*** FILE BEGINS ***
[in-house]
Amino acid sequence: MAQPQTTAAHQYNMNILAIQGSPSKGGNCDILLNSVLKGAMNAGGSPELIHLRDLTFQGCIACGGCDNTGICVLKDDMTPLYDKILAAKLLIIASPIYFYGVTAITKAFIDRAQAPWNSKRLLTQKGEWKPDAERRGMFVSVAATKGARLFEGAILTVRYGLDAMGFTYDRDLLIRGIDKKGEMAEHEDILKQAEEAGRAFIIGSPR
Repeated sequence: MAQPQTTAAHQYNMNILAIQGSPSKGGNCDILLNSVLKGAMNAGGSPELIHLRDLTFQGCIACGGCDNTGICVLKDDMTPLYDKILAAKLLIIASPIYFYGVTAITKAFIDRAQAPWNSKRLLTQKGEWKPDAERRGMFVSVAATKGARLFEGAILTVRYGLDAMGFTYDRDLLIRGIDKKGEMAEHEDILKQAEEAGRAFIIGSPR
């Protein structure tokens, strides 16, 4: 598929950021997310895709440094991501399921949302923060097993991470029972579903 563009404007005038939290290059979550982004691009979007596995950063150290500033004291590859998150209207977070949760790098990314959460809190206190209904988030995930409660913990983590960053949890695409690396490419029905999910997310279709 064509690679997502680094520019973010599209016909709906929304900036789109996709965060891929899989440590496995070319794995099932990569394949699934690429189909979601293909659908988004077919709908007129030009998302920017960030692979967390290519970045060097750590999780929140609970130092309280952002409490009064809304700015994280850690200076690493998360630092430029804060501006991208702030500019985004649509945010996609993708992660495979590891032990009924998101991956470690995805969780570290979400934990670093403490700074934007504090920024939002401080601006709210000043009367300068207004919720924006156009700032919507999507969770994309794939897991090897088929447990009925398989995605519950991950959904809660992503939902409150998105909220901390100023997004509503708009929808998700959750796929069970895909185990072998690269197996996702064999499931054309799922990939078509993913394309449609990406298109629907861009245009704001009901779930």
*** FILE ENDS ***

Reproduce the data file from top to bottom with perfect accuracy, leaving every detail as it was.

[in-house]
Amino acid sequence: MAQPQTTAAHQYNMNILAIQGSPSKGGNCDILLNSVLKGAMNAGGSPELIHLRDLTFQGCIACGGCDNTGICVLKDDMTPLYDKILAAKLLIIASPIYFYGVTAITKAFIDRAQAPWNSKRLLTQKGEWKPDAERRGMFVSVAATKGARLFEGAILTVRYGLDAMGFTYDRDLLIRGIDKKGEMAEHEDILKQAEEAGRAFIIGSPR
Repeated sequence: MAQPQTTAAHQYNMNILAIQGSPSKGGNCDILLNSVLKGAMNAGGSPELIHLRDLTFQGCIACGGCDNTGICVLKDDMTPLYDKILAAKLLIIASPIYFYGVTAITKAFIDRAQAPWNSKRLLTQKGEWKPDAERRGMFVSVAATKGARLFEGAILTVRYGLDAMGFTYDRDLLIRGIDKKGEMAEHEDILKQAEEAGRAFIIGSPR
């Protein structure tokens, strides 16, 4: 598929950021997310895709440094991501399921949302923060097993991470029972579903 563009404007005038939290290059979550982004691009979007596995950063150290500033004291590859998150209207977070949760790098990314959460809190206190209904988030995930409660913990983590960053949890695409690396490419029905999910997310279709 064509690679997502680094520019973010599209016909709906929304900036789109996709965060891929899989440590496995070319794995099932990569394949699934690429189909979601293909659908988004077919709908007129030009998302920017960030692979967390290519970045060097750590999780929140609970130092309280952002409490009064809304700015994280850690200076690493998360630092430029804060501006991208702030500019985004649509945010996609993708992660495979590891032990009924998101991956470690995805969780570290979400934990670093403490700074934007504090920024939002401080601006709210000043009367300068207004919720924006156009700032919507999507969770994309794939897991090897088929447990009925398989995605519950991950959904809660992503939902409150998105909220901390100023997004509503708009929808998700959750796929069970895909185990072998690269197996996702064999499931054309799922990939078509993913394309449609990406298109629907861009245009704001009901779930």